Mistakes that defined the 2024 USFL conference championship

With 3:59 left in the second quarter, the Michigan Panthers held an impressive 18-3 lead over the visiting Birmingham Stallions.

Less than two quarters later, they trailed 31-18 after allowing 28 unanswered points to the Stallions, who punched their ticket to the UFL Championship with Saturday’s victory.

What went wrong for Michigan after such a dominant first half?

Well, the problems started long before the second half began. In fact, while the Birmingham QB’s late adjustment was the nail in the coffin, it was his resilience in the first half that ultimately led to the comeback.

Michigan’s self-inflicted wounds

The Michigan Panthers will be kicking themselves all offseason after this loss, simply because they controlled their own destiny in this game and did everything they could to make it difficult for each other.

The mistakes actually started piling up on the Panthers’ second drive of the game. After its defense forced Birmingham to turn the ball over, Michigan proceeded to make a three and go, settling for its first field goal. On 3rd and 3 during this drive, Danny Etling missed a wide open Siaosi Mariner, which would be the first of many errant shots by Etling in this game.

The story of this first half for the Panthers was their inability to close out the game early. After its first touchdown, Michigan attempted five field goals. As predicted, this would catch up with them.

Another mistake in the first quarter ended what should have been a drive that resulted in a touchdown. On second and six from the Birmingham 27-yard line, Matt Colburn failed to maintain possession during the handoff and was tackled for a loss of six yards, and Michigan had to kick another field goal. A similar moment would happen on the next possession. Colburn ran for a three-yard loss on 2nd-and-2, and then Etling completely missed Trey Quinn on third down.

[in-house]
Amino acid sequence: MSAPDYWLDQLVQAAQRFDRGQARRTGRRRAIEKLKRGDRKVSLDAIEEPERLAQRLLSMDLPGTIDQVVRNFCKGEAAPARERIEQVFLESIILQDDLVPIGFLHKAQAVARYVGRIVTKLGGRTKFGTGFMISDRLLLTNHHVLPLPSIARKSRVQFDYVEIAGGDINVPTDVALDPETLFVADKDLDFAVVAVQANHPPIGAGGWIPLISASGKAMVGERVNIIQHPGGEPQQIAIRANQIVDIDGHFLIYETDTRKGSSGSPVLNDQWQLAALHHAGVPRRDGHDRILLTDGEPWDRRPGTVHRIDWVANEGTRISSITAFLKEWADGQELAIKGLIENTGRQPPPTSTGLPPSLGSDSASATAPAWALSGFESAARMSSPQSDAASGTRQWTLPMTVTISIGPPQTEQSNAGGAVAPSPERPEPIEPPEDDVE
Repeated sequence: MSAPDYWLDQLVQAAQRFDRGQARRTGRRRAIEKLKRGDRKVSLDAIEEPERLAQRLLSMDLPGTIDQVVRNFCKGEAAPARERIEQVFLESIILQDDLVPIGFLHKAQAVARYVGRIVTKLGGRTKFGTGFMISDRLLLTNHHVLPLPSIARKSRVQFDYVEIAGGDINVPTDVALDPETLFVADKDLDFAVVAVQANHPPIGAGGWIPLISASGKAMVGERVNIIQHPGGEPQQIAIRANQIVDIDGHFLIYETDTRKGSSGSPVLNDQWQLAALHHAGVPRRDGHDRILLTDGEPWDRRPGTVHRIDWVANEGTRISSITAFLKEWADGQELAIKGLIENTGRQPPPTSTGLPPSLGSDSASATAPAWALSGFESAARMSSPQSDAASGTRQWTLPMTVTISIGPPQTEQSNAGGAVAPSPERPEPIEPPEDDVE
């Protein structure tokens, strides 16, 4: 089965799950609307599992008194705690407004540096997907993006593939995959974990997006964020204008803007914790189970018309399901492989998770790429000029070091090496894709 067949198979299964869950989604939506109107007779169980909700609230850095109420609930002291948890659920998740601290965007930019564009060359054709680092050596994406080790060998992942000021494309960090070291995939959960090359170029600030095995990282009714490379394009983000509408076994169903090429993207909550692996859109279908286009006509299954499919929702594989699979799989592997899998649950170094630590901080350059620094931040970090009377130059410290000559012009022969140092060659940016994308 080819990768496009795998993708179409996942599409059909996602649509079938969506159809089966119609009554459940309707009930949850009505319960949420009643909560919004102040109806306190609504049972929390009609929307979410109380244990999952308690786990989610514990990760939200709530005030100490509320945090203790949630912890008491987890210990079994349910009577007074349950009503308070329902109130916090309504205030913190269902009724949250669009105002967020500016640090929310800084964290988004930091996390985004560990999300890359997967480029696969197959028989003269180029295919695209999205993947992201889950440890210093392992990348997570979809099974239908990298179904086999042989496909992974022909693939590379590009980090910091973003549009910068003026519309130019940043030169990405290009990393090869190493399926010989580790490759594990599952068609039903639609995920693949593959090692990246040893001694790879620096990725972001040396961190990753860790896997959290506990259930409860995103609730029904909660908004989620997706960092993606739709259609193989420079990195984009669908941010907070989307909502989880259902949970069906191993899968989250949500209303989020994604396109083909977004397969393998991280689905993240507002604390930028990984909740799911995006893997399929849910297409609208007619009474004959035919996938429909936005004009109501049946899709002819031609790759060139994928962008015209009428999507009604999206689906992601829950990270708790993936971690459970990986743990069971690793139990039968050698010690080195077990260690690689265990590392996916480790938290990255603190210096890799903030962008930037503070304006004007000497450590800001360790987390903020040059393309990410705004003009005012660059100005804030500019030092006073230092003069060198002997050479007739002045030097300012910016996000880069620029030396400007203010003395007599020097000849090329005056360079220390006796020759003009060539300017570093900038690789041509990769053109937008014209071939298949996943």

Fast forward a bit and special teams would suddenly prove to be a problem. After a made field goal to take an 18-3 lead, Jake Bates would kick out of bounds, giving the Stallions the ball at the 50-yard line. After what was a putrid first half for the Birmingham offense, The next play was a 50-yard throw to Jordan Thomas, and just like that it was a one-score game.

The second half falls apart

While Michigan “dominated” the first half, its mistakes in the second quarter set the tone for the ultimate collapse in the final periods. They went into halftime with just a six-point lead, as a pass interference penalty on Nate Brooks allowed Birmingham to kick another field goal.

In the second half, these trends continued and were magnified. Small mistakes turned into big mistakes and Michigan just couldn’t overcome them. Even after successfully executing a fake punt, the Panthers fumbled and Etling fumbled on the next play.

Danny Etling, in particular, put this team in a deep hole in the second half. His first interception was a terrible overthrow for Devin Gray. In some ways, his second choice was even worse. Instead of throwing it to an open Marcus Simms on the bench, Etling forced the ball into a window that didn’t exist, resulting in a pick six by Daniel Isom, tying the game.